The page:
Paper is made from wood, and many of the world’s paper mills are found in those countries which have great forests – Canada, Sweden and Finland.
The newly cut trees are usually stripped of their bark, branches and foliage where they have fallen, so that by the time they arrive at the paper mill they are ready for processing. The tree trunks are first cut into thin strips, mixed with water, and ground to a heavy, sticky pulp. This wood pulp is then cleaned of dirt and other impurities, and also chemically bleached to remove the original brownish colour of the wood. The cleaned and bleached pulp next passes through special kinds of rollers which flatten it and draw it out until, at last, it begins to look like sheets of rather soggy paper. These sheets are finally dried and refined until the finished paper is produced.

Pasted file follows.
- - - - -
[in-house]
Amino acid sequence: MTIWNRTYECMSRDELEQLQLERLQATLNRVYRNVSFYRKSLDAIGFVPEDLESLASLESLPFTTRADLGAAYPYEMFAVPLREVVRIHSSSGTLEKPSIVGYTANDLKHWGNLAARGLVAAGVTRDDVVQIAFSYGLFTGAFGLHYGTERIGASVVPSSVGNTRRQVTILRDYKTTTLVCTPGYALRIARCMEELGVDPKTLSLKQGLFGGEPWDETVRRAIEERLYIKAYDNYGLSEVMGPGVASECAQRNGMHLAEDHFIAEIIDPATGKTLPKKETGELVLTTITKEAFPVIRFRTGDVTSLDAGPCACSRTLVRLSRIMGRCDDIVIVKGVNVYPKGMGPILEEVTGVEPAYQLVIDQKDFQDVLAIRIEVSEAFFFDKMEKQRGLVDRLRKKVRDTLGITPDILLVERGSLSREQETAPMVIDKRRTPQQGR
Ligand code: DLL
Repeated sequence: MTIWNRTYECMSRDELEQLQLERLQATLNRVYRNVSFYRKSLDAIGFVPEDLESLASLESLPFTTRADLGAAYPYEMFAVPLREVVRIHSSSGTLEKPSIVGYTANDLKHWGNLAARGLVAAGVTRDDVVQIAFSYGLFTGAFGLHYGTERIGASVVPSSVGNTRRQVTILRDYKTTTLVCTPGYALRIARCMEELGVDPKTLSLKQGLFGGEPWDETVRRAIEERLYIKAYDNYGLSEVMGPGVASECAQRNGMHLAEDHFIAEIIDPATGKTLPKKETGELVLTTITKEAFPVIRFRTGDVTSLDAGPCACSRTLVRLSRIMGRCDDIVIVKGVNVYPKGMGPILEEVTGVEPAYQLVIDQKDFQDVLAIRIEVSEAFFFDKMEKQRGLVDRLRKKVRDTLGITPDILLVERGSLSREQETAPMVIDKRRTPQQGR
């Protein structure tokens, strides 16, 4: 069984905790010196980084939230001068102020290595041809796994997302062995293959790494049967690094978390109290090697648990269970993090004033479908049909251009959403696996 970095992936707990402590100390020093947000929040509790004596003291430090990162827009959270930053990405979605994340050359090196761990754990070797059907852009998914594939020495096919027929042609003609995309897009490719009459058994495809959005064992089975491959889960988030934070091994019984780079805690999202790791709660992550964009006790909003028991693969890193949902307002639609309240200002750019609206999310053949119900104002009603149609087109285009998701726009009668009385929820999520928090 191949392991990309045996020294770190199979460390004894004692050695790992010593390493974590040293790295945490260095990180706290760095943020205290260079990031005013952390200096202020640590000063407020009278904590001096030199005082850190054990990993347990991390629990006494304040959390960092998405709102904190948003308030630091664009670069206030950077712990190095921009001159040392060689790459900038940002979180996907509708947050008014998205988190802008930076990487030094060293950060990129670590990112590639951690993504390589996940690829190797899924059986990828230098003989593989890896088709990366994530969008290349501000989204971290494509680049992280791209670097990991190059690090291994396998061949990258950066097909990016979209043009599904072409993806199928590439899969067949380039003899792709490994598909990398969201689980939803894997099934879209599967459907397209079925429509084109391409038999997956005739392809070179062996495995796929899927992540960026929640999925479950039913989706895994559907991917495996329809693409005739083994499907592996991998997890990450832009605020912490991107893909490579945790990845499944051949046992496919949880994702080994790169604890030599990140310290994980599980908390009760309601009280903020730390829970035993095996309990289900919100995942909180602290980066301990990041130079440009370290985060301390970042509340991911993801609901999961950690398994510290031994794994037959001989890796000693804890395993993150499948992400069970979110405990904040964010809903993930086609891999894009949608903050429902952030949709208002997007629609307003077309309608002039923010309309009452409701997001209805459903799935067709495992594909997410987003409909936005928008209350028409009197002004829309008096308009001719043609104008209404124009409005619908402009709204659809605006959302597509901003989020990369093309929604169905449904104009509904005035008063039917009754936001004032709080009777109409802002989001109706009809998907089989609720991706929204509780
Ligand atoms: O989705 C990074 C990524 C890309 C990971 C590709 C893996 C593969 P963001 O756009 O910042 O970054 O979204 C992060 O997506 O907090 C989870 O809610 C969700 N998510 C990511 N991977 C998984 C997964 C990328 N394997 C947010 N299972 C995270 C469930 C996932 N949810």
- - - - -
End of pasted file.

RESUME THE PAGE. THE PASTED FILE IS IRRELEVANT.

High quality paper is further ‘coated’ with clay and other materials to give it a specially smooth, white surface.